Chapter 12. References


References are an important feature of AppleScript, and many values that you'll encounter using AppleScript will be references. A reference is a special type of data. It isn't the actual data; it's more like a pointer to the data. But it isn't a pointer, either; if you're used to pointers or indirect addressing from some other computer language, a reference is something else again. Remember, AppleScript is all about communicating with scriptable applications. In replying to a communication, the scriptable application might hand you a reference. In this context, a reference is a very powerful thing; it's like an Apple event primed and ready to communicate with an object in that application's world. A reference can be a great convenience, or it can be a danger: if you're not careful, you can send that Apple event and tell that scriptable application to do something you never intended. Unfortunately, AppleScript goes to some lengths to make it difficult for you to know that you've got a reference in the first place! This chapter explains what references are and how to know when you've got one. It also shows how to make a reference deliberately, and how to do some powerful things with references.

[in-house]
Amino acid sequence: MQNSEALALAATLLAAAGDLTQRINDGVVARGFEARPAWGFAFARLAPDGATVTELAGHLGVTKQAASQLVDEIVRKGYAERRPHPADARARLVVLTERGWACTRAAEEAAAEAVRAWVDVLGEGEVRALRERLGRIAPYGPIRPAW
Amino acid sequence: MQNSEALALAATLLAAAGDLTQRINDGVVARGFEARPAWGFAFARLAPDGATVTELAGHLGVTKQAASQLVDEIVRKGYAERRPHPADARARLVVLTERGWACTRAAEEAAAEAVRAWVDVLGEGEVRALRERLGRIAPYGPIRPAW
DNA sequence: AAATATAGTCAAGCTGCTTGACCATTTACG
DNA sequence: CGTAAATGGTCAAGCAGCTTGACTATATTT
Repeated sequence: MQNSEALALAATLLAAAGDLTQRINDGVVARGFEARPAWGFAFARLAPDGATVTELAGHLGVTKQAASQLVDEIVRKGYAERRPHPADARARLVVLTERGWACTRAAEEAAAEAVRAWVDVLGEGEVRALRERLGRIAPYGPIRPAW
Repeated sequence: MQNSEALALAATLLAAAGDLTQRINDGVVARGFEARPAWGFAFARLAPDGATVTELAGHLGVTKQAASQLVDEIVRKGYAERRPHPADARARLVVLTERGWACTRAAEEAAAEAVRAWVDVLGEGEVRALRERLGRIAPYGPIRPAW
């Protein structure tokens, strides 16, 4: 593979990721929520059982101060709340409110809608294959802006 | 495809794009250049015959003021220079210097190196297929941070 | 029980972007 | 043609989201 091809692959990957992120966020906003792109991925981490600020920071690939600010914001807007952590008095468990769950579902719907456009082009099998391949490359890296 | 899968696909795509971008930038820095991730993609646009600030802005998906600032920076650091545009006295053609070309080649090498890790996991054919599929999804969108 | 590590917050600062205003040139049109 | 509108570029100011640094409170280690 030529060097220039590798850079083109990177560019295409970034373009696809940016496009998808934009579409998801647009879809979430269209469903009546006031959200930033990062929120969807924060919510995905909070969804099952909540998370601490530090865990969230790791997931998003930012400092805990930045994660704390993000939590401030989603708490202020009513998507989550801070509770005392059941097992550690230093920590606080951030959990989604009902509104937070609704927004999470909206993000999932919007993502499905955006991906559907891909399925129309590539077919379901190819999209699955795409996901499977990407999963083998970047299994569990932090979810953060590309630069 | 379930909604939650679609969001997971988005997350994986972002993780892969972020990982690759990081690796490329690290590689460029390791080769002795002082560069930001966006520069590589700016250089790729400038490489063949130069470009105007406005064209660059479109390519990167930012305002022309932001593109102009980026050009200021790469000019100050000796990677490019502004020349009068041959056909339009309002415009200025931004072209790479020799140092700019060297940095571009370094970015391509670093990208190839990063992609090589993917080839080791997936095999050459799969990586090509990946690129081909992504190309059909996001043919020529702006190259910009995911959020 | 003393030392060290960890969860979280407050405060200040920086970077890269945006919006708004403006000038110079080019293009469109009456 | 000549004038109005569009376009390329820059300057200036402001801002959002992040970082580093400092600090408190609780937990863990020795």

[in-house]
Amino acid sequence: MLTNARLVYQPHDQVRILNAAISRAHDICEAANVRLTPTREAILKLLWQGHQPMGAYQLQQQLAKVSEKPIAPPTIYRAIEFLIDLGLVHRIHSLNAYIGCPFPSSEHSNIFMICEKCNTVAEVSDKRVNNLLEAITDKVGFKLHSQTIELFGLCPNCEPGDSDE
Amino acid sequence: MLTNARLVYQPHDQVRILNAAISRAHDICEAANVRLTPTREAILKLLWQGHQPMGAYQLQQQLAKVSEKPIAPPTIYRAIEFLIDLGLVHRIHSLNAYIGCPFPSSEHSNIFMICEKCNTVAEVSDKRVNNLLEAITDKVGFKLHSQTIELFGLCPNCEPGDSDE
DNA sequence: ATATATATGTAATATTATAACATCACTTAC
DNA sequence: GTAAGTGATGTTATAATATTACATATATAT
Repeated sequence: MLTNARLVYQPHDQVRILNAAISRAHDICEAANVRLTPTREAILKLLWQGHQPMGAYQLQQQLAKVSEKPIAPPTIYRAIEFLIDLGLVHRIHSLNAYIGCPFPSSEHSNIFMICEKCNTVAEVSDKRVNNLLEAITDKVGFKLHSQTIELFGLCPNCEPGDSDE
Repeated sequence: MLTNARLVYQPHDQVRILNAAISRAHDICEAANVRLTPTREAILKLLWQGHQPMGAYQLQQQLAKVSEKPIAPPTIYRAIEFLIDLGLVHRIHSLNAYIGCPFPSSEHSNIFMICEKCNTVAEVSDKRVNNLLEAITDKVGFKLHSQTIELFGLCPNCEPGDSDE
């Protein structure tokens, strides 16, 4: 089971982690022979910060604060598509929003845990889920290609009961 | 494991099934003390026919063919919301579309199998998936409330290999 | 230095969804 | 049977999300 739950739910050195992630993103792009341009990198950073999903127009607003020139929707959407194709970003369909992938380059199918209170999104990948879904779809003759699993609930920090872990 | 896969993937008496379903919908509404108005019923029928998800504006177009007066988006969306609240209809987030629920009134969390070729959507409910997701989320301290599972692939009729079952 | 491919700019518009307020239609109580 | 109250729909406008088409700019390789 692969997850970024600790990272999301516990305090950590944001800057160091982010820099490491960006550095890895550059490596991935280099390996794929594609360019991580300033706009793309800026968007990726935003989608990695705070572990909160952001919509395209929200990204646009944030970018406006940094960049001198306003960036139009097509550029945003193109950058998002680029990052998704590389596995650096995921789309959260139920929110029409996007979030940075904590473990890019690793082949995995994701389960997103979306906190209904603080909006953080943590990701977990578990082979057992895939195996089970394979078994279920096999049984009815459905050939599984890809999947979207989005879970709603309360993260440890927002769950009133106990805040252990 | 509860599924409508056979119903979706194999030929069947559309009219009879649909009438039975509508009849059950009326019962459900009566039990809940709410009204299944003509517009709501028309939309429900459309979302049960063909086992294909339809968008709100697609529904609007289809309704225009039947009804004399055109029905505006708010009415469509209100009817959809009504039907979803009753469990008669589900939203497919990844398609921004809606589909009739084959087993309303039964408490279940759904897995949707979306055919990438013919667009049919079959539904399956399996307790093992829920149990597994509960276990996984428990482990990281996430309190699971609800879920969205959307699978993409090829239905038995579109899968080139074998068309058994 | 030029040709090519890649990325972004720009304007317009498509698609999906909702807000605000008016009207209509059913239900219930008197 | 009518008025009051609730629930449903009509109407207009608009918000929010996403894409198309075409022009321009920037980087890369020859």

The phrase "by reference," as in "Set by Reference" in Chapter 7 and "Pass by Reference" in Chapter 9, is not what this chapter is about. When you pass a list "by reference" as a parameter to a handler, you do not pass a reference; you pass a list in a certain way. To make things even more complicated, we'll talk about passing a reference as a way to simulate passing by reference! The identity of the terminology is unfortunate but unavoidable.





AppleScript. The Definitive Guide
AppleScript: The Definitive Guide, 2nd Edition
ISBN: 0596102119
EAN: 2147483647
Year: 2006
Pages: 267
Authors: Matt Neuburg

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